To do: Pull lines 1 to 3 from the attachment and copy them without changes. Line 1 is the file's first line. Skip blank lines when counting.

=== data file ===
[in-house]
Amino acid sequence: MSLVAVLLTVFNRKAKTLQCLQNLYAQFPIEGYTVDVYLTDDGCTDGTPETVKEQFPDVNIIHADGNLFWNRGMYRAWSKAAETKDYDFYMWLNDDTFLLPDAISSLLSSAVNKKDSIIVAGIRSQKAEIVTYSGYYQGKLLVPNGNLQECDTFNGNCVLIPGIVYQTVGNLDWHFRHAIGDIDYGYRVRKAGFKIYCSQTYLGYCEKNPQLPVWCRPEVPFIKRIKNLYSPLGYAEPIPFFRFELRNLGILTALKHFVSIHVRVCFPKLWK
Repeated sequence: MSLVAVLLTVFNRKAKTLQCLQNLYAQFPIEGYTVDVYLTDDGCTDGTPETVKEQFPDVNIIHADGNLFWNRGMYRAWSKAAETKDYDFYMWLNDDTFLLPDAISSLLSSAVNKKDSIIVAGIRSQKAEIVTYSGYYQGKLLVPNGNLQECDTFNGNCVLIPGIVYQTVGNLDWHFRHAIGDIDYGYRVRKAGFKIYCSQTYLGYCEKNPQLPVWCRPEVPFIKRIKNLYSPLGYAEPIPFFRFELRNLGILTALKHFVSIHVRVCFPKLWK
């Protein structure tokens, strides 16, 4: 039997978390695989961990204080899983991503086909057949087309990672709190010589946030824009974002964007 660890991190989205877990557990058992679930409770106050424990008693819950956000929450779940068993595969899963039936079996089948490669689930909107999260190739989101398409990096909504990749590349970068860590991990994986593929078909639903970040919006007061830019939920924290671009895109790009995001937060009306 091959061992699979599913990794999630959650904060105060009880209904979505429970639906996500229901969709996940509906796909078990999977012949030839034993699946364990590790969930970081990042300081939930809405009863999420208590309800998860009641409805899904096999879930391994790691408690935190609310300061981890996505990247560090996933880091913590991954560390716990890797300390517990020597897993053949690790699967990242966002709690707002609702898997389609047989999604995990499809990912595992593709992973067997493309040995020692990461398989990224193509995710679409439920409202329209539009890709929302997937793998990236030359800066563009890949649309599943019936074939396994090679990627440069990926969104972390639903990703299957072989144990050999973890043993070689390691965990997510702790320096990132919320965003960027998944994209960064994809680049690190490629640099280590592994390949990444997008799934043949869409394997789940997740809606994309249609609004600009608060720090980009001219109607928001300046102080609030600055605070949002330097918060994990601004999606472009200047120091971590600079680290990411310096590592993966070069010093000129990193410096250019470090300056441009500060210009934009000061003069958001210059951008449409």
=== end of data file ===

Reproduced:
[in-house]
Amino acid sequence: MSLVAVLLTVFNRKAKTLQCLQNLYAQFPIEGYTVDVYLTDDGCTDGTPETVKEQFPDVNIIHADGNLFWNRGMYRAWSKAAETKDYDFYMWLNDDTFLLPDAISSLLSSAVNKKDSIIVAGIRSQKAEIVTYSGYYQGKLLVPNGNLQECDTFNGNCVLIPGIVYQTVGNLDWHFRHAIGDIDYGYRVRKAGFKIYCSQTYLGYCEKNPQLPVWCRPEVPFIKRIKNLYSPLGYAEPIPFFRFELRNLGILTALKHFVSIHVRVCFPKLWK
Repeated sequence: MSLVAVLLTVFNRKAKTLQCLQNLYAQFPIEGYTVDVYLTDDGCTDGTPETVKEQFPDVNIIHADGNLFWNRGMYRAWSKAAETKDYDFYMWLNDDTFLLPDAISSLLSSAVNKKDSIIVAGIRSQKAEIVTYSGYYQGKLLVPNGNLQECDTFNGNCVLIPGIVYQTVGNLDWHFRHAIGDIDYGYRVRKAGFKIYCSQTYLGYCEKNPQLPVWCRPEVPFIKRIKNLYSPLGYAEPIPFFRFELRNLGILTALKHFVSIHVRVCFPKLWK